Baron also says he questioned the appropriateness of an environmental group promoting a corporation that sold sewage sludge as "compost," and those concerns were ignored and overruled as well. (Kellogg products identify the sewage sludge only as "compost" on
product labels. The packages use the word "organic," misleading some gardeners that they are appropriate to use on organic gardens.)
Baron says he continually raised the issue of sewage sludge in Kellogg products, but Levin responded "We've been doing our projects for 20 years, we know what we are doing." Yet order records from the schools betray that one high school ordered 192 bags of Gromulch, and schools shared the donations they received from Kellogg, so the 384 cubic feet of Gromulch may be split among several schools' gardens. And worse, a 2010 test by San Francisco's Public Utilities Commission found dangerously high levels of cancer-causing dioxins in Kellogg's Amend. (Gromulch was not tested.)
Thus far, the response to CMD's Food Rights Network from EMA's Executive Director Greg Baldwin is that in the future, EMA will ensure that only organic (OMRI-listed) products are used in the school gardens. Furthermore, they will no longer refer to the gardens as organic.
There is no evidence that EMA has notified the L.A. Unified School District, the schools, the children, the children's parents, the celebrities who were promoting the school gardens, the donors who provided the funding for the gardens while believing they were organic, or all of EMA's board members that the school gardens are not organic and may contain sewage sludge from Kellogg Garden Products. When asked in an email, Levin refused to answer whether these steps were taken yet or not.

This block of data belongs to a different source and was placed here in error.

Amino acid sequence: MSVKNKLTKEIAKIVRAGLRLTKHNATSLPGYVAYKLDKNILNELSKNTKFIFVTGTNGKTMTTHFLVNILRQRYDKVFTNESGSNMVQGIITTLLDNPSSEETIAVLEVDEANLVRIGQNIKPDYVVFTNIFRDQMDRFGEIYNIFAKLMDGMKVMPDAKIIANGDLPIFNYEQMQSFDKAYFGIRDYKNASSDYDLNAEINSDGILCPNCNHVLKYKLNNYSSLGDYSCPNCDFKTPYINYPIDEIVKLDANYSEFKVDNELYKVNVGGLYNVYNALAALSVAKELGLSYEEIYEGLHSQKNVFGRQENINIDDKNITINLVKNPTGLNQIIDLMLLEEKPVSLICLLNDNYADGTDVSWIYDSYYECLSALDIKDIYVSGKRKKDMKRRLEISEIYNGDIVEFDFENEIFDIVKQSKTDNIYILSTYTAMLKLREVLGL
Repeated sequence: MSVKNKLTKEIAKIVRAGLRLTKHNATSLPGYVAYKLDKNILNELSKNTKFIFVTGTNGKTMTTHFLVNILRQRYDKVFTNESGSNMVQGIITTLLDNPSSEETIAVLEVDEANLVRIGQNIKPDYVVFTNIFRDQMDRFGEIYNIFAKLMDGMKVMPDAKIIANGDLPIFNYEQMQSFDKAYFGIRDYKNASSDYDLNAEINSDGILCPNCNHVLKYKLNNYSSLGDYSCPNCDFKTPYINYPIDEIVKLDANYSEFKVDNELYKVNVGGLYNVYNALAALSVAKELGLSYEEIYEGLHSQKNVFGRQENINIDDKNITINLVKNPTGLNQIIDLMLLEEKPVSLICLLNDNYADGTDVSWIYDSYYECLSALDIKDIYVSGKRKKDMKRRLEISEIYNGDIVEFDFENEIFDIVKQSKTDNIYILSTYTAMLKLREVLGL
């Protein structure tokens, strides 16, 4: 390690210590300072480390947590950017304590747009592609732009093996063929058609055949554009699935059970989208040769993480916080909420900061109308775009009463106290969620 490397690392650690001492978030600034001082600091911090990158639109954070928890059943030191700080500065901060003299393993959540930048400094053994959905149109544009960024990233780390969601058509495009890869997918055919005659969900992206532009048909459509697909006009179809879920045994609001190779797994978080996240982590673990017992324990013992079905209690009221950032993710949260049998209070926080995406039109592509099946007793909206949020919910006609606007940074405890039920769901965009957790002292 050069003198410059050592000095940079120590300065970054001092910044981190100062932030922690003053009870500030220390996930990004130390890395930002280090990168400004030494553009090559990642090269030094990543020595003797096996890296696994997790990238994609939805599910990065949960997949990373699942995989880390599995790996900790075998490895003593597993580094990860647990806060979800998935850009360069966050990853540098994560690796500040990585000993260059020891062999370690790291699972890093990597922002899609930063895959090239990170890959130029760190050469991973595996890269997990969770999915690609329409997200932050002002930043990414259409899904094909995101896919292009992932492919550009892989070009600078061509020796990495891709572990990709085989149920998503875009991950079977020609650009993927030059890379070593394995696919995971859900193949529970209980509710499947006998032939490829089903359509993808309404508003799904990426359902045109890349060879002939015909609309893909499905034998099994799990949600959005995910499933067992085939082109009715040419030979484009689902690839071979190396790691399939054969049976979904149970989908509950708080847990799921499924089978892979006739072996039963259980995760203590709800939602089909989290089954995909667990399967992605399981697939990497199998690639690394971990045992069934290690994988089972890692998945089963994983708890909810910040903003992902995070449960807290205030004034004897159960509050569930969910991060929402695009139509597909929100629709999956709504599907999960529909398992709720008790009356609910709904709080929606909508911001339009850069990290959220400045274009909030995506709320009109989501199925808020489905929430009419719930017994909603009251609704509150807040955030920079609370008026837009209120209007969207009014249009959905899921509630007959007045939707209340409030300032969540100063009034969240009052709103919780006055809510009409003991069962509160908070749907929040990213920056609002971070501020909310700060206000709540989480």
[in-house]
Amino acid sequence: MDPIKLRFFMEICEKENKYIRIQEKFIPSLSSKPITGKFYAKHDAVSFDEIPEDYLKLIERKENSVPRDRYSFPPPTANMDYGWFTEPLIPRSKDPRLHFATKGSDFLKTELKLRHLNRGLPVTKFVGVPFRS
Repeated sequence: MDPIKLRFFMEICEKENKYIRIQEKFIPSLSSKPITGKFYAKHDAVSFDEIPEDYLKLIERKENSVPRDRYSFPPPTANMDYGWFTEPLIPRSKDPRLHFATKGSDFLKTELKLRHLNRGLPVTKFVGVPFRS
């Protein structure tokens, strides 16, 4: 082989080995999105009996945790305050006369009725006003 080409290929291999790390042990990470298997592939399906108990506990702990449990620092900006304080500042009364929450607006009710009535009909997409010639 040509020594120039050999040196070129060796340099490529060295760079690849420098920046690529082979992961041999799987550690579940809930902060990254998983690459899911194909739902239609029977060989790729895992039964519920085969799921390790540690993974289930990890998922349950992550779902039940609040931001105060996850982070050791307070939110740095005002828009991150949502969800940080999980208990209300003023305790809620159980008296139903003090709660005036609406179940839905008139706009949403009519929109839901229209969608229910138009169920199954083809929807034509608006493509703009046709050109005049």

Lisa Graves, Executive Director of CMD, says, "We are demanding that EMA end the greenwashing now, and end its relationship with Kellogg and any other organization that refuses to clearly label its products as 'derived from sewage sludge.' We are also asking that EMA notify the children, the schools, and the donors who contributed money for the "organic" gardens. Last, EMA must remediate the gardens that have been contaminated."
Your move, EMA.
This article was written by Jill Richardson and first published on La Vida Locavore. She is a freelance writer who works with the Center for Media and Democracy.